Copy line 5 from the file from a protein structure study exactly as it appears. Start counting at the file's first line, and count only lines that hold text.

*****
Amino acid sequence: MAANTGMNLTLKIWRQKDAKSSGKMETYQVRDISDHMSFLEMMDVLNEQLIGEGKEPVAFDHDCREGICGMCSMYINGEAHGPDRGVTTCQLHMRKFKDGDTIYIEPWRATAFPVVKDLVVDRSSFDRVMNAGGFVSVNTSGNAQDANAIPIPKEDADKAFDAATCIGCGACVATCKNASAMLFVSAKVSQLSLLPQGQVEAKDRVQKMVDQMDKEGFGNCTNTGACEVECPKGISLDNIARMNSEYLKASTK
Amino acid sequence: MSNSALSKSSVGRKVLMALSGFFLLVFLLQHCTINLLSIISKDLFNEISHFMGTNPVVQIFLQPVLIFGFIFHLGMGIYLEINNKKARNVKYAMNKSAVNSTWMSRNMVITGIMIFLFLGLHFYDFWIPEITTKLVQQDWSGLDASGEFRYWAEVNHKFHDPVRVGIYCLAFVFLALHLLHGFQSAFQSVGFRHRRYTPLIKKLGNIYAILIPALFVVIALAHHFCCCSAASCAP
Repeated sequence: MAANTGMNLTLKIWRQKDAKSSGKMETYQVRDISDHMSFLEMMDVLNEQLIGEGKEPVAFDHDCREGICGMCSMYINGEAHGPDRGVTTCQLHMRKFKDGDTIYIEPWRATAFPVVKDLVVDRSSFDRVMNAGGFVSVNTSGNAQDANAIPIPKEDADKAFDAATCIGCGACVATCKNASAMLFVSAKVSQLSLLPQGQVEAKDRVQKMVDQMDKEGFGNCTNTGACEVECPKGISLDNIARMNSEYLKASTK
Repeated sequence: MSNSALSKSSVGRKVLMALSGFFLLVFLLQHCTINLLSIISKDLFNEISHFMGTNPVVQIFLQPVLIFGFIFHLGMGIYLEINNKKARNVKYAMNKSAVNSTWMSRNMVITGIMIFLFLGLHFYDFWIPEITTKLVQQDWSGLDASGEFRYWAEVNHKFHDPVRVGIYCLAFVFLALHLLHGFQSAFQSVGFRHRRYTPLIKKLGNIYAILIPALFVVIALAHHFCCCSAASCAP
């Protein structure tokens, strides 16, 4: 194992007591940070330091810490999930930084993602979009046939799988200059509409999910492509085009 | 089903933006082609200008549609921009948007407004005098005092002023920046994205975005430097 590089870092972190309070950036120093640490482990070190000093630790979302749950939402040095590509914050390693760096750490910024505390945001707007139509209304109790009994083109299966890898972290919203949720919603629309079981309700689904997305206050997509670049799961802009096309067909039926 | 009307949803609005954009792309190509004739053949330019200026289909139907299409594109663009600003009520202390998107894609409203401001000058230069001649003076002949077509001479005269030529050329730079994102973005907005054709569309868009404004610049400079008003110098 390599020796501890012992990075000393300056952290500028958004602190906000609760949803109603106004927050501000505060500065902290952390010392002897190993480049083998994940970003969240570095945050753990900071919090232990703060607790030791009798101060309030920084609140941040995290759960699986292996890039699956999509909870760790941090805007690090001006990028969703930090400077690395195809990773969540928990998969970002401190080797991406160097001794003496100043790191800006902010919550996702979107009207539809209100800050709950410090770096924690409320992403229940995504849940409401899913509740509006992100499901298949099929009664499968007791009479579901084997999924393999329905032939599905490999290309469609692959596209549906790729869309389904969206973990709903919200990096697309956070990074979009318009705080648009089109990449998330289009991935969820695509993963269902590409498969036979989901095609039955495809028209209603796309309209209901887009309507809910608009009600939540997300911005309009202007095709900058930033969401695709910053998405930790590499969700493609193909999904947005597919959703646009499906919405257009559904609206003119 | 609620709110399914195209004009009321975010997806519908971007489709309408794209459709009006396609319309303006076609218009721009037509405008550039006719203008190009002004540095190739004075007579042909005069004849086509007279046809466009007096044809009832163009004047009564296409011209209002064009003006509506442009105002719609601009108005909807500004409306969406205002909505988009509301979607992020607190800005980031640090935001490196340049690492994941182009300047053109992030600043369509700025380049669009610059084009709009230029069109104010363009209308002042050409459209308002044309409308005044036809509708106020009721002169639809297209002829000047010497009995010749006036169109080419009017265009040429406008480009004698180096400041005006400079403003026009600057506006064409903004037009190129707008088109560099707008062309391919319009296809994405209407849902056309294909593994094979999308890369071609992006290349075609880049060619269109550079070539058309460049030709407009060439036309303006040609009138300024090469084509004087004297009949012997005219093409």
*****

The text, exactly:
């Protein structure tokens, strides 16, 4: 194992007591940070330091810490999930930084993602979009046939799988200059509409999910492509085009 | 089903933006082609200008549609921009948007407004005098005092002023920046994205975005430097 590089870092972190309070950036120093640490482990070190000093630790979302749950939402040095590509914050390693760096750490910024505390945001707007139509209304109790009994083109299966890898972290919203949720919603629309079981309700689904997305206050997509670049799961802009096309067909039926 | 009307949803609005954009792309190509004739053949330019200026289909139907299409594109663009600003009520202390998107894609409203401001000058230069001649003076002949077509001479005269030529050329730079994102973005907005054709569309868009404004610049400079008003110098 390599020796501890012992990075000393300056952290500028958004602190906000609760949803109603106004927050501000505060500065902290952390010392002897190993480049083998994940970003969240570095945050753990900071919090232990703060607790030791009798101060309030920084609140941040995290759960699986292996890039699956999509909870760790941090805007690090001006990028969703930090400077690395195809990773969540928990998969970002401190080797991406160097001794003496100043790191800006902010919550996702979107009207539809209100800050709950410090770096924690409320992403229940995504849940409401899913509740509006992100499901298949099929009664499968007791009479579901084997999924393999329905032939599905490999290309469609692959596209549906790729869309389904969206973990709903919200990096697309956070990074979009318009705080648009089109990449998330289009991935969820695509993963269902590409498969036979989901095609039955495809028209209603796309309209209901887009309507809910608009009600939540997300911005309009202007095709900058930033969401695709910053998405930790590499969700493609193909999904947005597919959703646009499906919405257009559904609206003119 | 609620709110399914195209004009009321975010997806519908971007489709309408794209459709009006396609319309303006076609218009721009037509405008550039006719203008190009002004540095190739004075007579042909005069004849086509007279046809466009007096044809009832163009004047009564296409011209209002064009003006509506442009105002719609601009108005909807500004409306969406205002909505988009509301979607992020607190800005980031640090935001490196340049690492994941182009300047053109992030600043369509700025380049669009610059084009709009230029069109104010363009209308002042050409459209308002044309409308005044036809509708106020009721002169639809297209002829000047010497009995010749006036169109080419009017265009040429406008480009004698180096400041005006400079403003026009600057506006064409903004037009190129707008088109560099707008062309391919319009296809994405209407849902056309294909593994094979999308890369071609992006290349075609880049060619269109550079070539058309460049030709407009060439036309303006040609009138300024090469084509004087004297009949012997005219093409």